The people

The region is inhabited by an almost homogeneous Cushitic speaking and Semitic speaking peoples who share many features. It currently has a population estimated to be about 157 million people, most of whom live in Ethiopia (120 million) with Somalia at 30 million, Eritrea at 6 million, and Djibouti at 1 million. The people of the Horn of Africa States are linguistically and ethnically related and the major languages spoken in the region include the Afaan Oromo, the Somali, the Amhara, the Tigrinya, the Hadiya, the Agaw, the Afar and Saho languages. There are also the Omotic languages, mainly spoken in Southwestern Ethiopia. The region produced several native writing systems, the most important of which is the Ge’ez Script, developed some 2,000 years ago. This script, the fidal is used by the Amharic and Tigrinya languages. Somali wadaads and sultans used the Arabic script for centuries until Somalia adopted the Latin script in 1972. Before the adoption of the Latin Script, some Somalis used locally developed scripts such as the Osmania Script in the far Northeast and the Gadabursi Script in the far Northwest of Somalia. Many of the other languages of the region such as the Afaan Oromo and the Afar languages also currently use the Latin Script. Accordingly only two alphabets are used in the region, the Ge’ez or Fidal Script and the Latin Script.

Islam, Christianity, and Judaism are the three major religions of the Horn of Africa States. Islam was introduced into the area, almost from the beginning of the religion late in the seventh century. Zeila’s Labo-Qibla mosque is Africa’s oldest mosque. Christianity came to the region early in the fourth century Anno Domini, while Judaism goes back much earlier. Tolerance is generally what marks religious life in the Horn of Africa States. All religions have shown and demonstrated remarkable harmony and varieties and is not exploited for political purposes. Religion in the Horn of Africa States is more of a communal and social identity and there were interactions and tolerances among the religions of the Horn of Africa States. One cannot say that the region was absolutely conflict free when it comes to religious matters, but the various communities of the region are generally more tolerant of each other and share many social and communal structures. The Horn of Africa States is historically a culturally rich region, It was and continues to be the torch bearer of both Islam and Christianity. The region is uniquely defined by cultural and historical closeness and similarities of its peoples and presents itself as a large and growing market.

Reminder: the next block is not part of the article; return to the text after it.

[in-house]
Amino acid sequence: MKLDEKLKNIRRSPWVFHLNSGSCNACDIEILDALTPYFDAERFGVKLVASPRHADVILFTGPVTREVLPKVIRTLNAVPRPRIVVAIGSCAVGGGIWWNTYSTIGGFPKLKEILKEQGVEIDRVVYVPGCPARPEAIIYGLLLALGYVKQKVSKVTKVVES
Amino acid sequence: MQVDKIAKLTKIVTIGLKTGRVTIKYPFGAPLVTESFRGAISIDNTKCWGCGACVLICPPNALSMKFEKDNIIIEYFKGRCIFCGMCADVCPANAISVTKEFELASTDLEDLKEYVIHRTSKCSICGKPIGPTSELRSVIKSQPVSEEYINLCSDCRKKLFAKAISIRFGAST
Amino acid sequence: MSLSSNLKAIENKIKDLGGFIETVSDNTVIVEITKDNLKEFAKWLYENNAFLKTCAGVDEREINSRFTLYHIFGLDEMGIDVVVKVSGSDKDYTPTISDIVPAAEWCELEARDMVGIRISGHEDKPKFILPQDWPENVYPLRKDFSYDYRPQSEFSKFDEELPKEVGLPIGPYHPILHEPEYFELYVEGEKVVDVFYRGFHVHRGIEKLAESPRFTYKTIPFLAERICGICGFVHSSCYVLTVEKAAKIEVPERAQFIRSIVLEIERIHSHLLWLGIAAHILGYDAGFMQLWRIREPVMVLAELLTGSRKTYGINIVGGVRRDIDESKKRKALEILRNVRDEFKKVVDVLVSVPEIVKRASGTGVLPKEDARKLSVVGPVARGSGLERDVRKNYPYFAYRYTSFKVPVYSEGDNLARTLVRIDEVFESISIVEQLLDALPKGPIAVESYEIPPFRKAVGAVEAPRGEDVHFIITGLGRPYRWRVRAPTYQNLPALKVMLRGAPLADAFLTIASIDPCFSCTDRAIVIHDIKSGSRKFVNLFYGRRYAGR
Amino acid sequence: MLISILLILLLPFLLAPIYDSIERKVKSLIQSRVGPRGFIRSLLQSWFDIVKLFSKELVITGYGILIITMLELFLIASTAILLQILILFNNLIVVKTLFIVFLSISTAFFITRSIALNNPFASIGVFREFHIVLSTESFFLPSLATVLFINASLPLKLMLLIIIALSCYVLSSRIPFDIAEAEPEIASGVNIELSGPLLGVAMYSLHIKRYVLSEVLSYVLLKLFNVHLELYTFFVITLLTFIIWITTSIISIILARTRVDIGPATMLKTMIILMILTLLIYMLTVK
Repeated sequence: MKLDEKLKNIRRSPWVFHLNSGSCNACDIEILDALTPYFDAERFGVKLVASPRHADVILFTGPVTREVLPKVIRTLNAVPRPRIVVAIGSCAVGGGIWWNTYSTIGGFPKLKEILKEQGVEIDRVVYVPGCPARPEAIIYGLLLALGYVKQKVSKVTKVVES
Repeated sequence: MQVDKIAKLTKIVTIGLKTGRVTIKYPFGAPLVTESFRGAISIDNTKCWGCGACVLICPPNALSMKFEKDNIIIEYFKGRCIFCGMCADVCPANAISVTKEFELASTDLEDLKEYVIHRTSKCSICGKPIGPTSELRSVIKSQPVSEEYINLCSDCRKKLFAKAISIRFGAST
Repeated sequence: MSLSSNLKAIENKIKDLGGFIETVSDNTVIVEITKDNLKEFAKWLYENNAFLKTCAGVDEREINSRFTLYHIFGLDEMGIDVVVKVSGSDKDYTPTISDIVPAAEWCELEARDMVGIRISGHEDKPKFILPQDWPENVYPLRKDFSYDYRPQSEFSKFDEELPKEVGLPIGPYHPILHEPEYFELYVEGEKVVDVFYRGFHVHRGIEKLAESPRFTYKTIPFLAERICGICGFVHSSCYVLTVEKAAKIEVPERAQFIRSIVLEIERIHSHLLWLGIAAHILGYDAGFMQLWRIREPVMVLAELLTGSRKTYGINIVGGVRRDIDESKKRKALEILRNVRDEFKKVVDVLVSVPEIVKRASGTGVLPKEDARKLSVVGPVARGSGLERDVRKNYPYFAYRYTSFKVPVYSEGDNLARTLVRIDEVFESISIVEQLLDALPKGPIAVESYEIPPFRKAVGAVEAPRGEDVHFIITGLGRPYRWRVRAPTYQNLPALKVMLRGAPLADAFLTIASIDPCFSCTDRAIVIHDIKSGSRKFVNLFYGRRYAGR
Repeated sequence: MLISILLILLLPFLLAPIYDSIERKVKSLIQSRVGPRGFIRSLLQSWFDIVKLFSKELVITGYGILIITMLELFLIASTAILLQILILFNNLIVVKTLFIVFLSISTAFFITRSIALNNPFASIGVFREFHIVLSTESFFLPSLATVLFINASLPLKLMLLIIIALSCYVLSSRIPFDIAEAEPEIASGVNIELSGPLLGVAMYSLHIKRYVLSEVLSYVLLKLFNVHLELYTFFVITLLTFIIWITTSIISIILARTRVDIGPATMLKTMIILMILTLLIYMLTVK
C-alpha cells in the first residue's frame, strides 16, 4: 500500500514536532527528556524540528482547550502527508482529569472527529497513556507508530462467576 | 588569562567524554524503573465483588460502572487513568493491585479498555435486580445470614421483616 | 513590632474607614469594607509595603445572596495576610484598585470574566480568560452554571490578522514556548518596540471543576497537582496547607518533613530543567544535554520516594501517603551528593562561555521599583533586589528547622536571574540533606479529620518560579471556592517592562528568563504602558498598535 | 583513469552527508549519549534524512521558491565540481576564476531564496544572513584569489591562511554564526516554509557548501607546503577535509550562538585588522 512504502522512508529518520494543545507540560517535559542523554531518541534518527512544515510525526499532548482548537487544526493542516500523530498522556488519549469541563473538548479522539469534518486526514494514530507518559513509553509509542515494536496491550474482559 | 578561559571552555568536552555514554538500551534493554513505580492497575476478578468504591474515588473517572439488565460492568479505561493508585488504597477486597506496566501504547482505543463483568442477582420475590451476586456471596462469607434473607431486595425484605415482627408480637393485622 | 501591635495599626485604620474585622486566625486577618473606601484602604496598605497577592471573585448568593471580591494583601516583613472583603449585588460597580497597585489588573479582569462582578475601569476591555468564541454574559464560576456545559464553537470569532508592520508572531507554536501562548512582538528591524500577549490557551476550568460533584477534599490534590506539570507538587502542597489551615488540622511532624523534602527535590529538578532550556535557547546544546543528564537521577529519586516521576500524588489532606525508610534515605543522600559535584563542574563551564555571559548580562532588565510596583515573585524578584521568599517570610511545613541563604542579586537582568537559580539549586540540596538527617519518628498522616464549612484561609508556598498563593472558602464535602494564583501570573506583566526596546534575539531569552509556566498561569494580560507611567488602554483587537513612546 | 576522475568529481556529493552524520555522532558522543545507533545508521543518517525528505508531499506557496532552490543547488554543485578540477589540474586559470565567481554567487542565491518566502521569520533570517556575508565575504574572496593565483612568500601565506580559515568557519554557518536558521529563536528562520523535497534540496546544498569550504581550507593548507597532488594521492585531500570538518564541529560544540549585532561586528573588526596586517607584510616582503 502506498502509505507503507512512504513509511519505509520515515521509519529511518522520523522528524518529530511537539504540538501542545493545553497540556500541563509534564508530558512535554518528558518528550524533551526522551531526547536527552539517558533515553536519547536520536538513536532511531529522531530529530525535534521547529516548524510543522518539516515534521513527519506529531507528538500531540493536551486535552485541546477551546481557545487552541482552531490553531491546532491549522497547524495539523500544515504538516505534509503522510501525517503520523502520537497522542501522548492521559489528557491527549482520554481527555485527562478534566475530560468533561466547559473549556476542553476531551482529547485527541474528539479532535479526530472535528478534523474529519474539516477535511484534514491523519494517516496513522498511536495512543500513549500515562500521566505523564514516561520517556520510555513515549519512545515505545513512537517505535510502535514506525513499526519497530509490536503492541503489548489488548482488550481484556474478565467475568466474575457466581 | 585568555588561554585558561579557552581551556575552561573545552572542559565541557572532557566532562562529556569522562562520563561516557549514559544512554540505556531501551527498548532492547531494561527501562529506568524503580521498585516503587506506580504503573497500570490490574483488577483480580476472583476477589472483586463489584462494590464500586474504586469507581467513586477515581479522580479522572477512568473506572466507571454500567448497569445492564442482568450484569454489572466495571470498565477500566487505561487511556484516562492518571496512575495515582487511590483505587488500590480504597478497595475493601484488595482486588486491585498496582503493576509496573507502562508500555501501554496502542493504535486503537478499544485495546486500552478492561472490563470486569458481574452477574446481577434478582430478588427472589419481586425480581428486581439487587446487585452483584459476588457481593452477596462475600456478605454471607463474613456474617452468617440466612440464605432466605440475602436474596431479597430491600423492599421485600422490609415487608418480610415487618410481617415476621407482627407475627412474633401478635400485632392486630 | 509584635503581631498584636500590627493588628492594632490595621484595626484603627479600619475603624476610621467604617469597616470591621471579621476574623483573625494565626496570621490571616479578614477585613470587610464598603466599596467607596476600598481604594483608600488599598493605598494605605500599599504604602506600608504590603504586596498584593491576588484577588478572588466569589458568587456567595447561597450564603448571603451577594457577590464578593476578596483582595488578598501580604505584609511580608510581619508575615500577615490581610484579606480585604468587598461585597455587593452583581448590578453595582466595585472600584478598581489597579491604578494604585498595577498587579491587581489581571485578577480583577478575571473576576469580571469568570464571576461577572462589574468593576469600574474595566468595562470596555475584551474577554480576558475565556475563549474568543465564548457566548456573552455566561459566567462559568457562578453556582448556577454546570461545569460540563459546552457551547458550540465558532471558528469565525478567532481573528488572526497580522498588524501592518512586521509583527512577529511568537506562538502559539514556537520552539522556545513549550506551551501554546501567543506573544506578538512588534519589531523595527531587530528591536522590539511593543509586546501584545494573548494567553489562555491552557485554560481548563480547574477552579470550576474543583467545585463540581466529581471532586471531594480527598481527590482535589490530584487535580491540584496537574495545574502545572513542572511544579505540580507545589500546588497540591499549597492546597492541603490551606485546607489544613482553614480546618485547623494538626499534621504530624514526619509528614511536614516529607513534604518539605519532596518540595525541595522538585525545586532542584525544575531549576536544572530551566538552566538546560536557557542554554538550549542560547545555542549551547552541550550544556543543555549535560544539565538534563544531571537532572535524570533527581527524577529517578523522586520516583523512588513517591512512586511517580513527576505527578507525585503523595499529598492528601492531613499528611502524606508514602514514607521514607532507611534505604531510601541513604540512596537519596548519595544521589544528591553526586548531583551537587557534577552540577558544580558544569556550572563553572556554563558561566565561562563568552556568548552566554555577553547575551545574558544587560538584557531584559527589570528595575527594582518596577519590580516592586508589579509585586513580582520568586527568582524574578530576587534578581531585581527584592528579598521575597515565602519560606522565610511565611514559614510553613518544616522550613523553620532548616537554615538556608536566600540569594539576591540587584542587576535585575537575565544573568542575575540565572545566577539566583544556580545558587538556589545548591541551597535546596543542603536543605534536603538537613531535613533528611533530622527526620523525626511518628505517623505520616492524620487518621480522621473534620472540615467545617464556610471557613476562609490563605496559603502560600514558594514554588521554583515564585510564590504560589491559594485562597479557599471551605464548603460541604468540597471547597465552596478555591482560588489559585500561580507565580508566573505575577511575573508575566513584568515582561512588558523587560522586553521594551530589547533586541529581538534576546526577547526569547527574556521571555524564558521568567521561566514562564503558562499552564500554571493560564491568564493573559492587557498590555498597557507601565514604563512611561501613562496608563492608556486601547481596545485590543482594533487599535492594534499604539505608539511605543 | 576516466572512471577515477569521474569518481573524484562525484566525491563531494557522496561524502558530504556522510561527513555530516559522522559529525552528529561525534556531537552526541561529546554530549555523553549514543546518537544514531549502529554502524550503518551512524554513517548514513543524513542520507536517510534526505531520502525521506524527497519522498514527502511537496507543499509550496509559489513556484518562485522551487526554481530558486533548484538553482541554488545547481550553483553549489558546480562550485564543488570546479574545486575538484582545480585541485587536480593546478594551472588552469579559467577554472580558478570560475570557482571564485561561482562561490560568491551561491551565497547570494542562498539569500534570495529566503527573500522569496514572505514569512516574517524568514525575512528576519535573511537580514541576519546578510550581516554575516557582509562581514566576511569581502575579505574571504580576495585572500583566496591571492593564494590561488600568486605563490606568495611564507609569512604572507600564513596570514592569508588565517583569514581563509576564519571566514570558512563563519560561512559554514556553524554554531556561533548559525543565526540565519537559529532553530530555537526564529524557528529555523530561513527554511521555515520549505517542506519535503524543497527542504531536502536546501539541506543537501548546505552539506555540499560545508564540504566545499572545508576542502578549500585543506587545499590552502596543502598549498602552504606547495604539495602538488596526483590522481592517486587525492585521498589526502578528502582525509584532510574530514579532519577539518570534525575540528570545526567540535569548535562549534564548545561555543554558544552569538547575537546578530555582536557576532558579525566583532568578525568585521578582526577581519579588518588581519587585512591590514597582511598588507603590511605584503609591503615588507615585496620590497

Natural Wealth

The region is endowed with substantial surface and sub-soil wealth. The first is perhaps the immense maritime economic zone which once fully exploited could rise to a giant economy in the form of tourist resorts, fishing, ship and boat building, ship repairs, bunker fuel depots, water sports and many other water related activities and businesses. The region owns substantial animal population, probably the largest in the African continent in terms of cattle, camels, sheep and goats. It is a natural environment for domesticated animals and hence a source of much protein needed in the world.

The region also owns vast agricultural lands that can, not only feed its growing population of some 160 million, but many more millions more outside the region. The mineral and sub-soil wealth of the region is enormous and includes among others uranium, lithium, oil and gas, gold, iron ore, copper, cobalt, tin, lead and nickel and many others. The region owns many man-hours of sunshine and can be a source of an immense solar energy potential. Its wind energy potential is also equally enormous. But another major asset of the region is water for its highlands and plateaus remain a catchment area for significant rainfalls, which have given rise to rivers like the Blue Nile, which provides most water to Sudan and Egypt, the Shabelle and Juba rivers which give most water to Somalia and the Omo river which waters southern Ethiopia and many others such as the Tekeste in Eritrea. It is, indeed, a wealthy region, but remains poorly managed.

Shouldn’t the Region be Economically Integrated?

Indeed, it should be, but major powers, regional powers and even neighboring African regions, such as the EAC, do not like the idea. There is an unwarranted belief that they would lose to the region, or some outside ‘others’ who may exploit it for their own ends. This remains to be the source of most conflicts of the region, which has been going on since the opening of the Suez canal back in 1869 by the French diplomat, Ferdinand de Lesseps.